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by George J. Dance

Bauer bill

William Bauer (1992-2010). Photo by Brian Bartlett. Courtesy New Brunswick Literary Encyclopedia.

William Alfred "Bill" Bauer (May 10, 1932 - June 12, 2010) was a U.S.-born Canadian poet and academic.[1]

LifeEdit

Bauer was born in Portland, Maine, to Virginia and Alfred Bauer. He grew up in Auburn, Maine.[1]

He attended Amherst College, where he earned a B.A. in psychology, and then Wesleyan University in Connecticut, where he earned an M.A. and a teaching degree. At Wesleyan in 1953 he met his future wife, Nancy Luke, whom he married in 1956.[1] [2]


The Bauers moved to Texas in 1956, but returned to Connecticut in 1958. In 1961 Bauer entered the University of North Carolina, where he earned a Ph.D.[1]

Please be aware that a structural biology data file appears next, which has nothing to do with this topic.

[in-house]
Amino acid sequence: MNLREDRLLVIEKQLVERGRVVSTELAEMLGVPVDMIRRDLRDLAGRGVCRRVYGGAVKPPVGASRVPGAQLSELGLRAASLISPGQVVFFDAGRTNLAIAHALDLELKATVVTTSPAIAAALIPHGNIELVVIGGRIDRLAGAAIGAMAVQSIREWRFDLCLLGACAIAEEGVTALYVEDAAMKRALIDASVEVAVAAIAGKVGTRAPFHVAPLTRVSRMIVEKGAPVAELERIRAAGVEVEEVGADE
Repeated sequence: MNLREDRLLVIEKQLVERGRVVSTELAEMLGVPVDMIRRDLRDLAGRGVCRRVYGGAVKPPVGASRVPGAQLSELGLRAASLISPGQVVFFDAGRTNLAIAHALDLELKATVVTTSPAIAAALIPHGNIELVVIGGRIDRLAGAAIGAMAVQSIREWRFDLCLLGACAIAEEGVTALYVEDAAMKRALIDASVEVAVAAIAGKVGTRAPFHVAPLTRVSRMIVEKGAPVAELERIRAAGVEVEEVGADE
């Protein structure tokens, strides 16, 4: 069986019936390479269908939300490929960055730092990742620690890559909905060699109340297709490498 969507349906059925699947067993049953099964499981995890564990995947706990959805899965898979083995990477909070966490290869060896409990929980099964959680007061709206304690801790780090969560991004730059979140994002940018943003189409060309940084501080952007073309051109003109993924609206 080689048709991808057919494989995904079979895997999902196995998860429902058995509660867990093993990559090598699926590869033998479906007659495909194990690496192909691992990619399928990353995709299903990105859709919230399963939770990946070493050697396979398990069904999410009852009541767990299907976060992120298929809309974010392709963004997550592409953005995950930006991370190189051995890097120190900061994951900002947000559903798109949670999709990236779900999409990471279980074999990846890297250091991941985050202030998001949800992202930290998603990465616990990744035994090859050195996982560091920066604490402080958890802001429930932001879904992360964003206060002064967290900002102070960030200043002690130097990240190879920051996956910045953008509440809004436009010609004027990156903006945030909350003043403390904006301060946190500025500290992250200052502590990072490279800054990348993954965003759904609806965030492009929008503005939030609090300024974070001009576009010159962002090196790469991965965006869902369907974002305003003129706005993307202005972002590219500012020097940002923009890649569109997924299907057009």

The Bauer family moved to Fredericton, New Brunswick in 1965, and Barr became a professor of English at the University of New Brunswick (UNB), a position he held until his retirement in 1994.[1]

PublicationsEdit

PoetryEdit

  • Cornet Music for Plupy Shute. Fredericton, NB: New Brunswick Poetry Chapbooks, 1968.
  • Everett Coogler. Fredericton, NB: New Brunswick Poetry Chapbooks, 1971.
  • The Terrible Word. Fredericton, NB: Fiddlehead Poetry Books, 1978.
  • Unsnarling String. Fredericton, NB: Fiddlehead Poetry Books, 1983.

Short fictionEdit


Except where noted, bibliographical information courtesy the New Brunswick Literary Encyclopedia.[1]

See alsoEdit

ReferencesEdit

  1. 1.0 1.1 1.2 1.3 1.4 1.5 Eric Kortschak, William Alfred Bauer, New Brunswick Literary Encyclopedia, St. Thomas University, STU.ca, Web, June 29, 2012.
  2. Shawn Gallant, Nancy Bauer, New Brunswick Literary Encyclopedia, St. Thomas University, STU.ca, Web, June 29, 2012.

External linksEdit

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